Map of watershed for the Bristol Bay area and historical photograph of a family cleaning salmon next to a river

Left: Department of Commerce Kvichak Bay Egegik Bay to Libbyville. 1949. Trident Seafoods. The 130-year-old Diamond NN Cannery is situated downriver, on the south bank near the mouth of the Naknek River, one of five major pristine rivers— the Kvichak, Nushagak, Ugashik, Egegik and Naknek—that comprise the lifeblood watersheds of Bristol Bay, the eastern-most arm of the Bering Sea. Right: A family from Paugvik (Naknek) clean salmon. Emery Clifford Kolb, 1919. Cline Library, Northern Arizona University. Kolb photographed the family at Paugvik, a Yup’ik village situated near the mouth of the Naknek River. It was a member of the Katmai Expedition that ascended the Naknek River using a Naknek Packing Company boat to reach the Valley of Ten Thousand Smokes in what is now Katmai National Park.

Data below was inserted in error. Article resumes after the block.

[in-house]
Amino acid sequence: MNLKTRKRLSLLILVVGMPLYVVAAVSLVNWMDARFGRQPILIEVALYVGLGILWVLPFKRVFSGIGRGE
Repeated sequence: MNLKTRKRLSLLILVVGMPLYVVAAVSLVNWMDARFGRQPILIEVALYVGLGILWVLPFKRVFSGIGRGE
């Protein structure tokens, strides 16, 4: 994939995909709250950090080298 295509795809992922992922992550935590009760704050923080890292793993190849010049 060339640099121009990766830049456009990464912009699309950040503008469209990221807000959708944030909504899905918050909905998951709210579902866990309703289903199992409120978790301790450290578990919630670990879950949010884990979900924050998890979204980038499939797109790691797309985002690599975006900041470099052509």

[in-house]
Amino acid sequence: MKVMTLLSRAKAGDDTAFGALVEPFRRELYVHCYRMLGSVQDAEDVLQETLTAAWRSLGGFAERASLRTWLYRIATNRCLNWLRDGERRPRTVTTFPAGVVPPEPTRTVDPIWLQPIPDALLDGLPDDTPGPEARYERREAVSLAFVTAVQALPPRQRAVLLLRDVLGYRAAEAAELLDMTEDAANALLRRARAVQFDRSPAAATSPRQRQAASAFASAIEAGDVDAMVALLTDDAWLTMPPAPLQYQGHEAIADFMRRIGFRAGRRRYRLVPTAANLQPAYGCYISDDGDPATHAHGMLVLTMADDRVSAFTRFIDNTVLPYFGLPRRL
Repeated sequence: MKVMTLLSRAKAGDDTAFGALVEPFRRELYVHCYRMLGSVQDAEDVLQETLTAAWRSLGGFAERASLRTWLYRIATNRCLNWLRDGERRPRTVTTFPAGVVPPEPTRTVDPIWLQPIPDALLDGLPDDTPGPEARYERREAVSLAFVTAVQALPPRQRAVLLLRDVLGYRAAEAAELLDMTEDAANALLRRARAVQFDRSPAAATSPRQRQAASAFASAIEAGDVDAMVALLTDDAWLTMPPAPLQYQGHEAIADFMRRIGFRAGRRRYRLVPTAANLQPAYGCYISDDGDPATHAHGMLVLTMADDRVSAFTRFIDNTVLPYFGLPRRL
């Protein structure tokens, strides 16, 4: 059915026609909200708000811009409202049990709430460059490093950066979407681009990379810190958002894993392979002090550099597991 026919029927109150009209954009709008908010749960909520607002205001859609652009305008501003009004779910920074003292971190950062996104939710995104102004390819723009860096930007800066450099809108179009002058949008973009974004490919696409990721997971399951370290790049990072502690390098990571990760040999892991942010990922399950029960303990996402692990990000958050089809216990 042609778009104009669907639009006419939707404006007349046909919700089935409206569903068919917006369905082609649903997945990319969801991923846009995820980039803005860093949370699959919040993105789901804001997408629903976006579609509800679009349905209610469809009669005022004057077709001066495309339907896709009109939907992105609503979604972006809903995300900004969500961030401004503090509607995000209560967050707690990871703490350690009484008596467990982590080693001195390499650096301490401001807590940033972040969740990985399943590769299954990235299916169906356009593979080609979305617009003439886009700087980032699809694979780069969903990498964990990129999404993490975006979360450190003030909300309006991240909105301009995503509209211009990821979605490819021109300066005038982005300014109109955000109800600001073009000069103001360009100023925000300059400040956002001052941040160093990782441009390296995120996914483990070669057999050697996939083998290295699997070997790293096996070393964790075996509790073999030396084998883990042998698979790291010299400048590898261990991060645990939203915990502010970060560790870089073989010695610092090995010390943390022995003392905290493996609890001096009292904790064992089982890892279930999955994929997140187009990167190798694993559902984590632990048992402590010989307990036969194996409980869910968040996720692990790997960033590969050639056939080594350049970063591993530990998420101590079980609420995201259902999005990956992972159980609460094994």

With over a century of overharvesting, fish traps, climate change, and other factors, many Alaska salmon fisheries are now critically depleted. The exception is Bristol Bay, a sustainable commercial fishery and a remarkable environmental success story.

The Bristol Bay watershed in southwestern Alaska supports the largest sockeye salmon fishery anywhere on earth, with recent annual harvests of 40 million salmon, and even higher.

All five species of Pacific salmon return to Bristol Bay rivers, and because no hatchery fish are raised or released, Bristol Bay salmon remain wild. The most abundant species are sockeye or red salmon, and Bristol Bay produces nearly half of the world’s wild sockeye.

Not only does Bristol Bay’s salmon support economically sustainable commercial and sport fisheries, but the Alaska Native cultures present in Bristol Bay—the Yup’ik, Dena’ina, and Sugpiaq—are intact, salmon-based cultures and represent some of the only remaining Subsistence lifeways left in the world.